Life and time and age bring the gift of perspective, if we are open to receiving. Thankfully, those long seasons of self-doubt are somewhere back in my younger days (along with big hair and questionable fashion choices). That’s not to say that I don’t still occasionally slip a “you should” into my own self-talk, but it does mean that I am infinitely better at not allowing the shoulds of the world color my perspective or choices. It also means that I try really hard to not limit the perspective or choices of others – I’m not perfect, but I am certain that should is not a word that passes my lips toward another person very often.

Bottom line? Should removes the space in which grace – toward myself and others – can thrive. And instead of choosing to live by should, I have chosen to live with grace. Dozens of times each day, my inner voice reminds me “Grace in. Grace out.” When I remember to treat myself with grace and treat others with grace, I counteract the shoulds. Living with grace means allowing for possibility and perspective and choices. Living with grace means allowing for mistakes and second chances.

As a parent, wife, daughter, sibling and friend – instead of choosing should, I choose grace. With my voice and my actions – instead of choosing should, I choose grace. In a world that is becoming increasingly divided – instead of choosing should, I choose grace.




Life Lessons from Anne of Green Gables

I was scrolling through my Facebook feed yesterday morning and noticed that a friend from college had posted about Netflix airing a new original series based on the Anne of Green Gables books by L. M. Montgomery. I “liked” the post, and thought about how it was probably time to begin sharing one of my childhood literary obsessions with my own daughter.

Later in the day, I was scrolling Facebook again and noticed that several women had commented on the original post about the new Netflix series….and all of those women were friends from college. At this point, I added my own thoughts to the comments – including the question “What is it about Anne and Wells women?”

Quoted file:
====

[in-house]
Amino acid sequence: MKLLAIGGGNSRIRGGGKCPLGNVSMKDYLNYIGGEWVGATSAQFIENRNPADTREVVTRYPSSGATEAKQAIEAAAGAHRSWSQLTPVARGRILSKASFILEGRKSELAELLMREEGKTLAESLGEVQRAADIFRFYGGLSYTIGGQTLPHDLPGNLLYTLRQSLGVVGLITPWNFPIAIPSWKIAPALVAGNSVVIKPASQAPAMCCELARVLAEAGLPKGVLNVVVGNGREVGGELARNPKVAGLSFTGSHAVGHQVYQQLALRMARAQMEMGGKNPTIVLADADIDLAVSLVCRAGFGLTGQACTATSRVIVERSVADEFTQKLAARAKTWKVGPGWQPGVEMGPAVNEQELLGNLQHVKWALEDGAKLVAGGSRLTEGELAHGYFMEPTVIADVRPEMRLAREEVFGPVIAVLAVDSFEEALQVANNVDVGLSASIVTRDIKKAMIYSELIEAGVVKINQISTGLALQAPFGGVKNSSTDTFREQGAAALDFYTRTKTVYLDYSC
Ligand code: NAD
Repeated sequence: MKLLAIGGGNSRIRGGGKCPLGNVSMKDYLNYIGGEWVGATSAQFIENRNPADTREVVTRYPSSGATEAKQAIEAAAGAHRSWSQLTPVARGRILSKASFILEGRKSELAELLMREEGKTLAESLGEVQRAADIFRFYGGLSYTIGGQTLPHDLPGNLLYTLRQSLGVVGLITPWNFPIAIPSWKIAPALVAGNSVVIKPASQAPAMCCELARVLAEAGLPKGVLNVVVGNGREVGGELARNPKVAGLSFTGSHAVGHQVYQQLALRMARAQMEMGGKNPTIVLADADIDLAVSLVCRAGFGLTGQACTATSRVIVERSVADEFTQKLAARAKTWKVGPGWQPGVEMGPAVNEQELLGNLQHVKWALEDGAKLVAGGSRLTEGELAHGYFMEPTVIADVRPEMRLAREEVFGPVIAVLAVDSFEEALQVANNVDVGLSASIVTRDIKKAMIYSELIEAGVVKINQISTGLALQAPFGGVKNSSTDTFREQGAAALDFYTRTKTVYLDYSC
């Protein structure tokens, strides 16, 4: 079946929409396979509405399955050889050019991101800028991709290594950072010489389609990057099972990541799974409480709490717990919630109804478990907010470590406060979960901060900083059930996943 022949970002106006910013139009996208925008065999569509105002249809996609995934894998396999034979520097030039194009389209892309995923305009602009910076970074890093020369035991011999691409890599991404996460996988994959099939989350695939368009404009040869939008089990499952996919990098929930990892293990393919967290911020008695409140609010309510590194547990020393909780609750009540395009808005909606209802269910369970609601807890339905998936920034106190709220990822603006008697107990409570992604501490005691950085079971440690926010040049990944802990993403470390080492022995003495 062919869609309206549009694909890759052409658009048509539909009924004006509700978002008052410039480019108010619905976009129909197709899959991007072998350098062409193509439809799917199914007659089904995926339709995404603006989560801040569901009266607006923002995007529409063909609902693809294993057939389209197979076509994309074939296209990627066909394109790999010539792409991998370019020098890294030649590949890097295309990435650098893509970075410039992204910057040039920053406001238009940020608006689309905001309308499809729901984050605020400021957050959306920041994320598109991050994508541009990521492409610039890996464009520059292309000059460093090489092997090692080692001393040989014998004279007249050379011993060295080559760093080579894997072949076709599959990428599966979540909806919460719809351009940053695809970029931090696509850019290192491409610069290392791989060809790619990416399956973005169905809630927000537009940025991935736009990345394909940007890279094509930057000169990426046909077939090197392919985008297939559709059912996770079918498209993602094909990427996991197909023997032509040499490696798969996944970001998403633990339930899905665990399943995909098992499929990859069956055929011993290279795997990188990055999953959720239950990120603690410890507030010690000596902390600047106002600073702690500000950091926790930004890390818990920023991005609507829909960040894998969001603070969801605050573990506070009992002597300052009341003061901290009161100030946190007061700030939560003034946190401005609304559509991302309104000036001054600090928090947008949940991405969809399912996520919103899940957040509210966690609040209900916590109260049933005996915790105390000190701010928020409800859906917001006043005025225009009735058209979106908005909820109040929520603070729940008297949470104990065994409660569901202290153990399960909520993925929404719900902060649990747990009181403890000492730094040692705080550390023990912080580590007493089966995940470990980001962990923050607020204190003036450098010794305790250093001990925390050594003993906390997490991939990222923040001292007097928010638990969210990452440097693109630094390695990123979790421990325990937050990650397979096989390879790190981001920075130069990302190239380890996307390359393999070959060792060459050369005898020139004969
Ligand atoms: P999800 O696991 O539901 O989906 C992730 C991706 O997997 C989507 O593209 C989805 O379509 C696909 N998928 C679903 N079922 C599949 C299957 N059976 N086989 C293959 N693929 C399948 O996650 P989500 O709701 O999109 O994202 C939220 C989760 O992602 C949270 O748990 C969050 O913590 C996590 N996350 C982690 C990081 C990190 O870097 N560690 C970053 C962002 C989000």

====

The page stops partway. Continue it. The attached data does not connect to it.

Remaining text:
I attended Wells College in Aurora, NY.  At the time I was a student, it was a women’s liberal arts college. (The college became co-ed in 2005.) It was a time, and place, and an experience that shaped me into the woman I am today. It was a magical place and time, (I graduated one year before the first Harry Potter book was published, but in the years since I have been known to describe the college as resembling Hogwarts), where personal growth was encouraged, community was fostered, laughter and tears were shared in equal parts, and grace was lived out loud.

So what is it about Anne and Wells women? If I took a poll of my friends who graduated from Wells, I’d venture a guess that the vast majority of them would say they did read the Anne books as young girls, or at least watched the movies sitting in a dorm room.  Anne Shirley is fearless, unpredictable, intelligent and compassionate. She isn’t perfect. She’s real. She’s somebody I could both relate to as a young girl, and also aspire to be like. The women I went to college with came from a wide range of backgrounds, and we have all gone on to an even wider range of “adult lives”, but there is something at our very core that unites us. It’s a spirit that lies at the center of each of our beings. I recently was back on campus for my 20th reunion, and wrote about that spirit as being Joyful Confidence. Anne Shirley personifies joyful confidence. Wells women personify joyful confidence. That’s what it is about Anne and Wells women. That and the fact that Anne Shirley understood, “Young men are all very well in their place, but it doesn’t do to drag them into everything, does it?” (L. M. Montgomery, Anne of Green Gables)

Once I had followed that thought thread to the end, I picked up the next thread. What lessons did I learn from Anne Shirley,  and the other characters in those book, that I want my daughter to learn and own as she is teetering in the space between childhood and adolescence? There are so many life lessons in these books, but these are the ones I want most to pass along to my daughter.